A big problem with the government’s plan is the total number of voters who don’t have access to any form of photo ID. The EC puts this at 3.5m or 7.5% of the electorate. A total of 11m voters (24% of the electorate) do not have a passport or photographic driving license.

This is a delicate balance. To make the process of voting significantly more difficult for quite a large segment of the population could be regarded as voter supression.

Note. An earlier version of this post said, wrongly, that it was the Electoral Commission that was attacking the Government’s plan – in fact it was the Electoral Reform Society.

Mike Smithson




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If CON, LAB, and the SNP each got 30% of the Scottish vote Sturgeon’s party would be down to just 6 MPs

Wednesday, July 26th, 2017


The Times

Why the SNP could be in trouble

There’s a fascinating analysis in the Times by James Kanagasooriam of Populus of what would happen in Scotland’s 59 seats if the hree main parties there CON, LAB and the SNP each secured 30% of the vote. The projected seat totals are in the chart.

The balance of the 59 Scottish seats would go to the LDs which would once again return to its historical position as the third party st Westminster.

The reason is, of course, the first past the post voting system which favours those with large variations in support in different seats and penalises those parties whose support is more evenly spread.

Kanagasooriam notes:

“..Labour’s “youthquake” delivered surprising levels of support for the party. This was especially true in Glasgow and Edinburgh; particularly when comparing the Labour 2017 general election performance (27 per cent) with the Scottish parliament election the previous year (19 per cent on the constituency vote). It’s clear that younger voters, and those more inclined to want an independent Scotland defected to Labour in large numbers during the general election campaign. The Tory surge was, to a degree, expected. The return of Scottish Labour less so. Both together lead to losses that SNP politicians and advisers could scarcely believe on election night.

… a large number of 2015 SNP supporters simply stayed at home this year. Areas with the highest SNP vote share in 2015’s general election experienced the biggest decline in turnout in 2017…”

Back at GE2015, on 26 months ago the SNP won 56 of the 59 seats north of the border which was reduced to 35 at GE2017. Given the volatility of UK politics big changes can happen in short period as we saw with UKIP between 2015 and June 8th.

With so many rich picking apparently available in Scotland with the SNP’s decline the UK parties, as I was suggesting last week, should select leaders who are Scottish. LAB under Gordon Brown increased its Scottish vote share at GE2010 while falling back sharply elsewhere.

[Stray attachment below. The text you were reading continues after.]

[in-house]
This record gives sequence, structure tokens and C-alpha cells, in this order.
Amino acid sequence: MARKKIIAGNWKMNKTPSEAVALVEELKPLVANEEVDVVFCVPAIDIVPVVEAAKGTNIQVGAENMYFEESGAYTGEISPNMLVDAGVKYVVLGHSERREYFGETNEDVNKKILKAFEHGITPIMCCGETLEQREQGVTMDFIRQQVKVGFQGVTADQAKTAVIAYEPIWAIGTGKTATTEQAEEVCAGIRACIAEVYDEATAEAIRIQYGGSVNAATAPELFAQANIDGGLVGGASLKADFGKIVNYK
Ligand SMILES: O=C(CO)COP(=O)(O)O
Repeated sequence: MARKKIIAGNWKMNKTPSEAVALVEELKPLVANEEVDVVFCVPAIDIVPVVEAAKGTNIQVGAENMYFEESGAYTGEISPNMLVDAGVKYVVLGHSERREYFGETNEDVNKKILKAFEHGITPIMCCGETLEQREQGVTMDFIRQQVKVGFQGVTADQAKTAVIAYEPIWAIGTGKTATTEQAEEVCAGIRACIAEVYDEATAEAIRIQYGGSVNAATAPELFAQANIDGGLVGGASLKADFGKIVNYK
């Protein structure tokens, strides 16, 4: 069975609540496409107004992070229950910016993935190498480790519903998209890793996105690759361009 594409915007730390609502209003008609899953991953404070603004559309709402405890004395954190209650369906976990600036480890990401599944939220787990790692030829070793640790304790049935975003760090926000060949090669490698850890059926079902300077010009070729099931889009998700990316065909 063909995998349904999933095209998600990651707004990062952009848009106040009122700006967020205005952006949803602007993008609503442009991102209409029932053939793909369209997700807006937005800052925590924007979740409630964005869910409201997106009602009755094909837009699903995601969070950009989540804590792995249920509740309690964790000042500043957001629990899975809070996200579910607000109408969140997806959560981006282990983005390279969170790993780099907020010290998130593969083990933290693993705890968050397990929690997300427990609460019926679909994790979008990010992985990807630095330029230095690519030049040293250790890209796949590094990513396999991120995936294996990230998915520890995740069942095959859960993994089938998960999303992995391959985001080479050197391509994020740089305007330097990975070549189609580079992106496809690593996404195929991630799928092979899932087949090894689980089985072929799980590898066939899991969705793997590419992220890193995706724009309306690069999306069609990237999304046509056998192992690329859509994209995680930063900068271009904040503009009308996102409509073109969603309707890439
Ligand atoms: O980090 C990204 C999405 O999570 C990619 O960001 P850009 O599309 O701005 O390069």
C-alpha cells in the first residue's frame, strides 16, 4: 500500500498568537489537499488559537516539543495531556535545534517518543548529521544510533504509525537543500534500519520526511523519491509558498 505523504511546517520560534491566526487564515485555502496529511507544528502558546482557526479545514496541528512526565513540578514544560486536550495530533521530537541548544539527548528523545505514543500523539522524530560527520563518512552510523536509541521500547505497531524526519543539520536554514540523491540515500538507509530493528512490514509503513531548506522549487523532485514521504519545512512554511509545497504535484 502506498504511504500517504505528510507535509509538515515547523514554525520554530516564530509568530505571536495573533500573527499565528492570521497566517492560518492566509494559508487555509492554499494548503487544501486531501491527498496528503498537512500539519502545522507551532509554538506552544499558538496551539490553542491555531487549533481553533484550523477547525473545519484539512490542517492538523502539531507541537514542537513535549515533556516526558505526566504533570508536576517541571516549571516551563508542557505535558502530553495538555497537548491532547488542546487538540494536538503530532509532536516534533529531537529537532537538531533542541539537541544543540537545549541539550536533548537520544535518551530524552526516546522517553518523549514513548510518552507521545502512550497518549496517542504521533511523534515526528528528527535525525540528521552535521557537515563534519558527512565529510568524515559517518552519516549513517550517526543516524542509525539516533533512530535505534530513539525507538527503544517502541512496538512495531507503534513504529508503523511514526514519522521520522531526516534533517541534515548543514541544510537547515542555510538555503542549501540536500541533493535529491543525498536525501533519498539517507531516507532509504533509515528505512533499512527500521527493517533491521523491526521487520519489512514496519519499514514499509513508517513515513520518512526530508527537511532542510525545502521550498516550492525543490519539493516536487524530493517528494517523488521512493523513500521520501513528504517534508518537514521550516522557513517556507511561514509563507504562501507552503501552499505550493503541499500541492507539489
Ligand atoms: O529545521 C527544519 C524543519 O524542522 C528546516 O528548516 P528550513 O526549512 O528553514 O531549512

Mike Smithson




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The winners under First Past The Post should rigidly adhere to election spending laws

Wednesday, December 28th, 2016

ge15-voters-per-seat

The chart above is self-explanatory and illustrates clearly how well the electoral system treated the Tories at the last election and how hard it was on the smaller parties particularly UKIP.

General elections are won in the marginal constituencies where clearly the parties focus their resources both financial and people.

But the law lays down very strict spending limits on how much can be spent by each party within each seat. Parties shouldn’t be able to buy victory simply because they’ve got most money.

After the election each candidate and his/her agent have to sign a declaration of expenses. A false declaration is a criminal offence.

So free resources that don’t cost money such as enthusiastic volunteers for clearical tasks, delivering and canvassing are at a premium. If you start paying for items like this during the official campaign period then it can eat into the maximum that’s allowed.

Earlier in the year Channel 4’s Michael Crick ran a series of reports suggesting that the Tories in some of their key targets and defences might have gone over the limit. This is now being investigated by the Electoral Commission and we await its report.

In these days hidden campaigning such as use of social media and the phone plays a huge part and tracking expenditure can be harder but it is right that limits should be adhered to.

Mike Smithson